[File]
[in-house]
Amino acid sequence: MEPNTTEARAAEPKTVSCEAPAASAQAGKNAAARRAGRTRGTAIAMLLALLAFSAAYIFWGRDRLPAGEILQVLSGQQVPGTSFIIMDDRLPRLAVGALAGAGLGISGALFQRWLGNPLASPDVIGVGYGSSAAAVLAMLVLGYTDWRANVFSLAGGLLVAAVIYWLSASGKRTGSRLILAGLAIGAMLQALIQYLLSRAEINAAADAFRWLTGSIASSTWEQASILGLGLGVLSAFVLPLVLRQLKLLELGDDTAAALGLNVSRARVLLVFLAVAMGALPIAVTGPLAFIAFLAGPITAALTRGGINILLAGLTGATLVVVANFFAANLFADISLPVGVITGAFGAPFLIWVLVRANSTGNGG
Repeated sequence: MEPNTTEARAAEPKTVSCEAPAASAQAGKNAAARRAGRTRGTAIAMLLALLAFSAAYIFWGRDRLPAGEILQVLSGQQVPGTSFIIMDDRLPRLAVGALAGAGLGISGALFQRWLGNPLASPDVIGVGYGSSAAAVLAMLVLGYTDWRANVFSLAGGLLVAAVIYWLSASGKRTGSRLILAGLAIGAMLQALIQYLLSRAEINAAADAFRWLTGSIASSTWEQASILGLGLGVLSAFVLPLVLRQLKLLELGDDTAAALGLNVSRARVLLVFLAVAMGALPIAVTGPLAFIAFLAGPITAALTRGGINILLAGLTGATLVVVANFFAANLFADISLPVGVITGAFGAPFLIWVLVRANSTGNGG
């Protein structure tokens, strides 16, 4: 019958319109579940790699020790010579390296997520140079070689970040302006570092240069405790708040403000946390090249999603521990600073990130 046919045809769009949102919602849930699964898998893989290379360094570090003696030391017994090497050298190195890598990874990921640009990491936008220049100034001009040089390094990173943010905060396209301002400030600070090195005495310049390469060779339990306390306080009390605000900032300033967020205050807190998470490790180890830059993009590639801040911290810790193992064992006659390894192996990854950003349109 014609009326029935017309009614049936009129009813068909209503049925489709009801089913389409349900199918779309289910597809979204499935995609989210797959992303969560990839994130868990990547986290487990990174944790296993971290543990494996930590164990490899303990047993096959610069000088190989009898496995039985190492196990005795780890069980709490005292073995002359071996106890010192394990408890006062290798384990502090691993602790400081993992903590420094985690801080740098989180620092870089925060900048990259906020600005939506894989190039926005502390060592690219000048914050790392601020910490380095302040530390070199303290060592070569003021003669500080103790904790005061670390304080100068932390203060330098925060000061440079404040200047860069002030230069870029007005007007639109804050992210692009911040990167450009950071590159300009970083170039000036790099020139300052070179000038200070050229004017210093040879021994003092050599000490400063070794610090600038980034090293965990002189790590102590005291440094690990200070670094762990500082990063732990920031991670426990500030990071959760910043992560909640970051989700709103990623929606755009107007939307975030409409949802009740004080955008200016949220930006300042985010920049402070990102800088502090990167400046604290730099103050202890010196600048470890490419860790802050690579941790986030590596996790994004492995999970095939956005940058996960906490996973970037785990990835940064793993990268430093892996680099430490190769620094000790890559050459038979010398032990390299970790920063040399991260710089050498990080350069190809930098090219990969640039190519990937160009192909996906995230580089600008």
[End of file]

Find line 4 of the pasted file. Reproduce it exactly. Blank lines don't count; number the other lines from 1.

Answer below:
């Protein structure tokens, strides 16, 4: 019958319109579940790699020790010579390296997520140079070689970040302006570092240069405790708040403000946390090249999603521990600073990130 046919045809769009949102919602849930699964898998893989290379360094570090003696030391017994090497050298190195890598990874990921640009990491936008220049100034001009040089390094990173943010905060396209301002400030600070090195005495310049390469060779339990306390306080009390605000900032300033967020205050807190998470490790180890830059993009590639801040911290810790193992064992006659390894192996990854950003349109 014609009326029935017309009614049936009129009813068909209503049925489709009801089913389409349900199918779309289910597809979204499935995609989210797959992303969560990839994130868990990547986290487990990174944790296993971290543990494996930590164990490899303990047993096959610069000088190989009898496995039985190492196990005795780890069980709490005292073995002359071996106890010192394990408890006062290798384990502090691993602790400081993992903590420094985690801080740098989180620092870089925060900048990259906020600005939506894989190039926005502390060592690219000048914050790392601020910490380095302040530390070199303290060592070569003021003669500080103790904790005061670390304080100068932390203060330098925060000061440079404040200047860069002030230069870029007005007007639109804050992210692009911040990167450009950071590159300009970083170039000036790099020139300052070179000038200070050229004017210093040879021994003092050599000490400063070794610090600038980034090293965990002189790590102590005291440094690990200070670094762990500082990063732990920031991670426990500030990071959760910043992560909640970051989700709103990623929606755009107007939307975030409409949802009740004080955008200016949220930006300042985010920049402070990102800088502090990167400046604290730099103050202890010196600048470890490419860790802050690579941790986030590596996790994004492995999970095939956005940058996960906490996973970037785990990835940064793993990268430093892996680099430490190769620094000790890559050459038979010398032990390299970790920063040399991260710089050498990080350069190809930098090219990969640039190519990937160009192909996906995230580089600008």